Is it feasible to gather samples and get water tested independently?

2:01 p.m. on July 26, 2011 (EDT)
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I’ve been mulling the notion of gathering some samples from my frequent hiking areas to have the water tested. This notion is largely motivated by curiosity. There are several springs in the Smokies that I drink from with no treatment or purification (and have for a long time with no ill effects). Perhaps though, I’ve just been lucky. For better or worse I started the practice after noticing that none of the Appalachian Trail Conservancy Ridge Runners that I’ve met ever treat their water. The ones that I’ve become acquainted with have been on the job for several years.

On my recent Roan Highlands hike I didn’t treat there either and was fine.

I’ve met a lot of AT thru-hikers over the years; some of them told me they never treated at all for the whole trail and were fine.

Regarding testing: The potential complications I’m thinking of are how to get a sterile vessel for transporting the sample (as to get a true and valid test), the cost of the testing source, and the veracity of the tester.

Have any of you fellow backcountry lovers ever attempted independent water testing?  

2:27 p.m. on July 26, 2011 (EDT)
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It is feasible, independent water tests can be done by anyone. Any home owner can ask for a kit from local water testing companies, just as would be done during a home sale.

 

The problem is this - with a back country spring, there's no telling whether a test today will contain the same contaminents as a test tomorrow.

 

Factors that would cause contamination includes human and animal excrement, as well as run off and chemicals that are natural or caused by heavy foot traffic.

 

To answer your question - I wouldn't personally waste my money, because the water could be completely different hours after testing.

2:28 p.m. on July 26, 2011 (EDT)
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also, complications of containing the water in a bottle for a long period of time before testing might be a moist, warm environment that encourages bacteria growth, which of course would skew results.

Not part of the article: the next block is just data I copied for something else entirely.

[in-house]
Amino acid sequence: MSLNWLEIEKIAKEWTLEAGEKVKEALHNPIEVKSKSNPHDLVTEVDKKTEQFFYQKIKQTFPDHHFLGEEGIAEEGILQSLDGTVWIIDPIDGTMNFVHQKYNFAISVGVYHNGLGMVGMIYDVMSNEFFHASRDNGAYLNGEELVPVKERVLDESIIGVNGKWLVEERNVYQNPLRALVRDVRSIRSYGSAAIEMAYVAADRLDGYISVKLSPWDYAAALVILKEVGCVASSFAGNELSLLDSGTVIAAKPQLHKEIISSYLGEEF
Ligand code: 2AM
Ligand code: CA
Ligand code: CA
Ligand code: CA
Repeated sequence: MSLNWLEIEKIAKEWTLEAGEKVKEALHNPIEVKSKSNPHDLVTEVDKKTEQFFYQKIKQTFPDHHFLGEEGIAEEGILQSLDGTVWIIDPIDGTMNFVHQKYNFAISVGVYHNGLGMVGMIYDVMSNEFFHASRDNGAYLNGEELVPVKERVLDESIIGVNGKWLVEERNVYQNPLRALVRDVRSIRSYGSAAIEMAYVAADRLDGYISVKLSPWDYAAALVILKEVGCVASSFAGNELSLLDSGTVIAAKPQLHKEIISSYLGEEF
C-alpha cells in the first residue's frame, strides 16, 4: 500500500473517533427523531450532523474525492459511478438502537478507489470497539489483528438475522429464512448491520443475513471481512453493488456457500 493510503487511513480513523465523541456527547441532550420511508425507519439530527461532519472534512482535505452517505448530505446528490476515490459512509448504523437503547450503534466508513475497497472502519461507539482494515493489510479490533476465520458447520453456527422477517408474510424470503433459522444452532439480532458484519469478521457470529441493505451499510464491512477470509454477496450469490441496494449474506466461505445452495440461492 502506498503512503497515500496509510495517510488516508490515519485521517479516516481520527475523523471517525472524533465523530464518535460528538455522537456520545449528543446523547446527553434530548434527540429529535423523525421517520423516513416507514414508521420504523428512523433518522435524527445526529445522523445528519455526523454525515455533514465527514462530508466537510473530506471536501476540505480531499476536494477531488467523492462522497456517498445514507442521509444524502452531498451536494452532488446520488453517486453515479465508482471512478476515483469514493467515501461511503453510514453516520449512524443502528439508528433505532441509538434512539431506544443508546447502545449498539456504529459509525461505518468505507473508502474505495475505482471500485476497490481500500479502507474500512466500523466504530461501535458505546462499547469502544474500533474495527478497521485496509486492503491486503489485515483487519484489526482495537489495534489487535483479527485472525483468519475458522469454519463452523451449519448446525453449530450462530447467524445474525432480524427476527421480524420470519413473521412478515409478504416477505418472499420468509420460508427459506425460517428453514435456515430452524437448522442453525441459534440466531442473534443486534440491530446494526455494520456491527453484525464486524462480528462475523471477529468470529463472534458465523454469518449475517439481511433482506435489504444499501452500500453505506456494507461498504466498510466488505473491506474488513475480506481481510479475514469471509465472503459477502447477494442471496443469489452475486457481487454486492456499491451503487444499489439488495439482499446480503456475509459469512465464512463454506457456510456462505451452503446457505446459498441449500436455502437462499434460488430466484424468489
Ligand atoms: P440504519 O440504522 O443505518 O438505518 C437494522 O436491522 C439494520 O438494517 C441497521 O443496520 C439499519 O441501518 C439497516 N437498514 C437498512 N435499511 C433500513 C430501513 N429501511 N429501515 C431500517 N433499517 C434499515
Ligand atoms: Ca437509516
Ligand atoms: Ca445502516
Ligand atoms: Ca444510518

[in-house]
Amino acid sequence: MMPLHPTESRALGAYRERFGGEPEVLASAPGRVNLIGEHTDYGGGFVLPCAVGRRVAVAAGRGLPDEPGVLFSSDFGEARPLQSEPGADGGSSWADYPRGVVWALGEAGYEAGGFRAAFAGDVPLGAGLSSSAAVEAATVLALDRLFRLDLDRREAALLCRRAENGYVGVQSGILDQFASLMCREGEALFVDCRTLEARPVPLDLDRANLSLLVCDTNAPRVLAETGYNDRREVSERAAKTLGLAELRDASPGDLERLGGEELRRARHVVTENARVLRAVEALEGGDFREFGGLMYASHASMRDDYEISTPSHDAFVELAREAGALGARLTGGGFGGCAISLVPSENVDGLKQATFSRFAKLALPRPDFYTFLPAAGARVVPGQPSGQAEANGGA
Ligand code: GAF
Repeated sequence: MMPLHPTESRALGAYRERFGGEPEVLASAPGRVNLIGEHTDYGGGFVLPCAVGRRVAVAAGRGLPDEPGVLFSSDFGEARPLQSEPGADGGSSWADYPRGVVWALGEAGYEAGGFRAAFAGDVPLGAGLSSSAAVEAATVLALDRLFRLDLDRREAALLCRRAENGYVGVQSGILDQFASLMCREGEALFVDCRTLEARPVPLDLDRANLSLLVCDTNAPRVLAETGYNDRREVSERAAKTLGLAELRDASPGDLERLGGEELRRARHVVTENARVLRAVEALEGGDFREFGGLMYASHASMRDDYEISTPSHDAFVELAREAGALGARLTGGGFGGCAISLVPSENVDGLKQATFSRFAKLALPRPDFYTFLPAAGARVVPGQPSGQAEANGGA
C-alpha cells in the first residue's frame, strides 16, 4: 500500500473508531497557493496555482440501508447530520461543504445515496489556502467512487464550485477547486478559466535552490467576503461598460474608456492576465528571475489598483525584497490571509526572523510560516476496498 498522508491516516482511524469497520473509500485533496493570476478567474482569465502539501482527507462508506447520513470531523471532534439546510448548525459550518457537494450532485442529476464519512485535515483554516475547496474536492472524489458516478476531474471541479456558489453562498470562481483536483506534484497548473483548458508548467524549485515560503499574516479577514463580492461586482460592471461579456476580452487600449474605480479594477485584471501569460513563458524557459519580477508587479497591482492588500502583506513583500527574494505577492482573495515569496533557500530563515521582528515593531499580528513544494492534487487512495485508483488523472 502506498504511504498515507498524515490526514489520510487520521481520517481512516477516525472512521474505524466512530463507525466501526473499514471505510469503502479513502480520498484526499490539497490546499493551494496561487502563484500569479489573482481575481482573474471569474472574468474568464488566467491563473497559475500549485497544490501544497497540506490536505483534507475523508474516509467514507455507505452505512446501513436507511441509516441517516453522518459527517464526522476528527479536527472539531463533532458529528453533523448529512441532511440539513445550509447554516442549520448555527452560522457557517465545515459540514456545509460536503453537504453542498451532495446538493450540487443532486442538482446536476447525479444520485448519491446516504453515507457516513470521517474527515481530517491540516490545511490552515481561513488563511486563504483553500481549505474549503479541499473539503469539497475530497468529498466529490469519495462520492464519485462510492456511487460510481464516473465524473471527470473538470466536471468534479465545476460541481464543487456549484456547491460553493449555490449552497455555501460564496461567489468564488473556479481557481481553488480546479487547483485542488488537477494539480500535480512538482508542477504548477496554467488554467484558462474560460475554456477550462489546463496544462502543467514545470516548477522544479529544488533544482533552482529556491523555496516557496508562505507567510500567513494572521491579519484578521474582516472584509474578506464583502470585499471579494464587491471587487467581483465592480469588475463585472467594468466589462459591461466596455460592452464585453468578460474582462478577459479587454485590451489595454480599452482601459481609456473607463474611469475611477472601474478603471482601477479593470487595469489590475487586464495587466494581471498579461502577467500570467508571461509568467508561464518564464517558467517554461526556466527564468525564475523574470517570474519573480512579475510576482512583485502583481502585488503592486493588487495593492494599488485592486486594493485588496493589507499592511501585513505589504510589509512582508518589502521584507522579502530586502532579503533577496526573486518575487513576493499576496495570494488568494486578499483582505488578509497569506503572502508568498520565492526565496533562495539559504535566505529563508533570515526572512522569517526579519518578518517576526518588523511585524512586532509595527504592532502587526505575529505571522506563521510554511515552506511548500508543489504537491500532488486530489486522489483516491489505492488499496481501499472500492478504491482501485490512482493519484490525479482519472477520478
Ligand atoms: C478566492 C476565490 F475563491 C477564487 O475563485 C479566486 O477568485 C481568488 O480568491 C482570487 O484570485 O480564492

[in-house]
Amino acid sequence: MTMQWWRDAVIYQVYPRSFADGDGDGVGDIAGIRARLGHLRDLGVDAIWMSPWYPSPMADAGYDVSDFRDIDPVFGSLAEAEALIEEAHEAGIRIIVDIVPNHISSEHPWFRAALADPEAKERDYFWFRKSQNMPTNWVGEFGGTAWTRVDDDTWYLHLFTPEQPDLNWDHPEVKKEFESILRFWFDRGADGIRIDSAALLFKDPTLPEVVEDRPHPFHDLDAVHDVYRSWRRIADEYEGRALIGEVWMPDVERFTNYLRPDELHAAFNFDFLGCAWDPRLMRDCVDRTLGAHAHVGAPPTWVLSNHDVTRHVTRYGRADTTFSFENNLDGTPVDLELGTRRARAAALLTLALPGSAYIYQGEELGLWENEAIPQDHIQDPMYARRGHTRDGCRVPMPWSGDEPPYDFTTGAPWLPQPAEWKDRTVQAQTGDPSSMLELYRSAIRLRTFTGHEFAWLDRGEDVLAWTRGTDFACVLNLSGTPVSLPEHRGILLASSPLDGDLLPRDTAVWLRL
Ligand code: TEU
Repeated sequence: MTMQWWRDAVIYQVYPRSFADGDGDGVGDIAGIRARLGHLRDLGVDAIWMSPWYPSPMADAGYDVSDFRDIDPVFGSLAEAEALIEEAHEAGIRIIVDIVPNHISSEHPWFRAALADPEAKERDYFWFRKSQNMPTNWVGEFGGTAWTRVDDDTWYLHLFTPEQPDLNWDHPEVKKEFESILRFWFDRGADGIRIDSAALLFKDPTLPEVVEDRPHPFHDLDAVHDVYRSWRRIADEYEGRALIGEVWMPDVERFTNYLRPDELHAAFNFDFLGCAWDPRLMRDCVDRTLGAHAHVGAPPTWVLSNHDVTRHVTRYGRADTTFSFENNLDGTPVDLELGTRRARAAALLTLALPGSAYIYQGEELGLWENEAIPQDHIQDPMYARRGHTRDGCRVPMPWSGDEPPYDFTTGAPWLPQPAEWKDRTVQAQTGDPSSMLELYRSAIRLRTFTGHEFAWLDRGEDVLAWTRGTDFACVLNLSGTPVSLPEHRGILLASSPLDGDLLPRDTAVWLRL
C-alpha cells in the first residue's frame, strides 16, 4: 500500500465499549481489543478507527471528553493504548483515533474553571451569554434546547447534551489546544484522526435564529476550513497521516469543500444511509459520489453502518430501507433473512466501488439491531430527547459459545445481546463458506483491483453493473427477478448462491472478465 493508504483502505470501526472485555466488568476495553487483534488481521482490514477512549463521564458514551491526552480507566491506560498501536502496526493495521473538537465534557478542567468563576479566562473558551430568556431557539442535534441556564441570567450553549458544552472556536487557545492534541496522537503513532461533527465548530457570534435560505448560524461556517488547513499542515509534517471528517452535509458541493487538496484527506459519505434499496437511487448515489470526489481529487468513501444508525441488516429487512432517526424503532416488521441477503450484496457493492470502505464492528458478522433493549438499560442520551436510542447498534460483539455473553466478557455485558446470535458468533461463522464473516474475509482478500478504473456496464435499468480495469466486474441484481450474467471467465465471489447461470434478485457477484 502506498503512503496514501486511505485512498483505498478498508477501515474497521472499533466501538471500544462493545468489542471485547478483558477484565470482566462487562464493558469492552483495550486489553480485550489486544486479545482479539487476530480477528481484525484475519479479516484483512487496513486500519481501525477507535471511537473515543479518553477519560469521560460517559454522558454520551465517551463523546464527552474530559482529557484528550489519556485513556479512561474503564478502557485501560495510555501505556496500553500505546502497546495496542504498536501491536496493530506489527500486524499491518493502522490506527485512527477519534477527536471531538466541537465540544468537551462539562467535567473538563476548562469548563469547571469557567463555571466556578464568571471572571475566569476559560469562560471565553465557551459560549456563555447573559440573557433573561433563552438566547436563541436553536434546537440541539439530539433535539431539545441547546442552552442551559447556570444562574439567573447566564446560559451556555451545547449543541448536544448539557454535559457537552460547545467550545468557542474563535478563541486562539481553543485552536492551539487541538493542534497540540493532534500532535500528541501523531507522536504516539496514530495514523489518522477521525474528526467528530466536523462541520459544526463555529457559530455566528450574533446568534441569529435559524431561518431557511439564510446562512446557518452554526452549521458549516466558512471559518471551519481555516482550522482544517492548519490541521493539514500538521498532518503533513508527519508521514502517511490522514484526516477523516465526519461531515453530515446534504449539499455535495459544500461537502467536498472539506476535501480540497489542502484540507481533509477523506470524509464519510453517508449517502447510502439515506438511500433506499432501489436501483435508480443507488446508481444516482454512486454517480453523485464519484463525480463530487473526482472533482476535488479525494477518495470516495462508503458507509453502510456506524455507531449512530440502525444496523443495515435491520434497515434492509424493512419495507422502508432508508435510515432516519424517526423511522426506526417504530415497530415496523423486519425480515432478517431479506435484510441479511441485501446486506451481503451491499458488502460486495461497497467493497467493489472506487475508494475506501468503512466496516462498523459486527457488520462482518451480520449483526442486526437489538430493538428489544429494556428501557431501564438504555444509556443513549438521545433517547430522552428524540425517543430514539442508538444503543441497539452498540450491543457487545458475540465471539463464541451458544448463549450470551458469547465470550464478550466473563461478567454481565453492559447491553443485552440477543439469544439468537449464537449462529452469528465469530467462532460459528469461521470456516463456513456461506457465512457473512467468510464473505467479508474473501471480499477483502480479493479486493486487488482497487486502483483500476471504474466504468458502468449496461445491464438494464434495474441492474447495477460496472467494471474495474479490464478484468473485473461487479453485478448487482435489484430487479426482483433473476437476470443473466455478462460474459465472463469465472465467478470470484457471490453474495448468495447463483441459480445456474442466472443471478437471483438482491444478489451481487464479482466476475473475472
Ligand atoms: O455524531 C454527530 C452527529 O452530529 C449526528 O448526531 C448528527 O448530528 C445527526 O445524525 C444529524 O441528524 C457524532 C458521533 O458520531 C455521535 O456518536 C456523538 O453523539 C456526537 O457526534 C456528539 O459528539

6:39 p.m. on July 26, 2011 (EDT)
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There are regions and specific sources that require treating water due to pathogens.  There are also places where water isn’t potable unless toxins are removed, something usually beyond the capabilities of what most trekkers bring for treating water.  That said There is lots of water that needs no treatment.

It is my opinion that only a fraction hikers actually need be concerned about backcountry water quality.  The big to do over water treatment is mainly the result of fears ginned up by commercial interests who manufacture purification products.  For example most water sources in the Sierras are potable.  In fact most tap water has more hazardous bio contamination that the typical Sierra stream.  Usually the reason people get ill in the backcountry is not water, it is personal hygiene issue (i.e. remember to wash hands before touching food, and water and cooking paraphernalia).

Regarding the question raised by the OP per conducting water assays, Iclimb indicates a primary issue, that once the sample is removed from the source what would be considered acceptable levels of suspended biotical may bloom to unacceptable levels before a lab can evaluate the sample.  Hence scientists usually conduct bio hazard assays in the field.  Also as Iclimb stated the quality of a given water source may vary, seasonally.  As an alternative to conducting your own surveys, consider sufing the web to inspect university and government caonducted evaluations of the water sources you are concerned about.

Ed

1:40 a.m. on July 27, 2011 (EDT)
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yes

9:27 a.m. on July 27, 2011 (EDT)
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great stuff..thanks for the replies

9:53 a.m. on July 27, 2011 (EDT)
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I've only had dysentery once from a water source.  I don't want it again!  I'm glad I was off the trail before the symptoms hit:(

September 30, 2014
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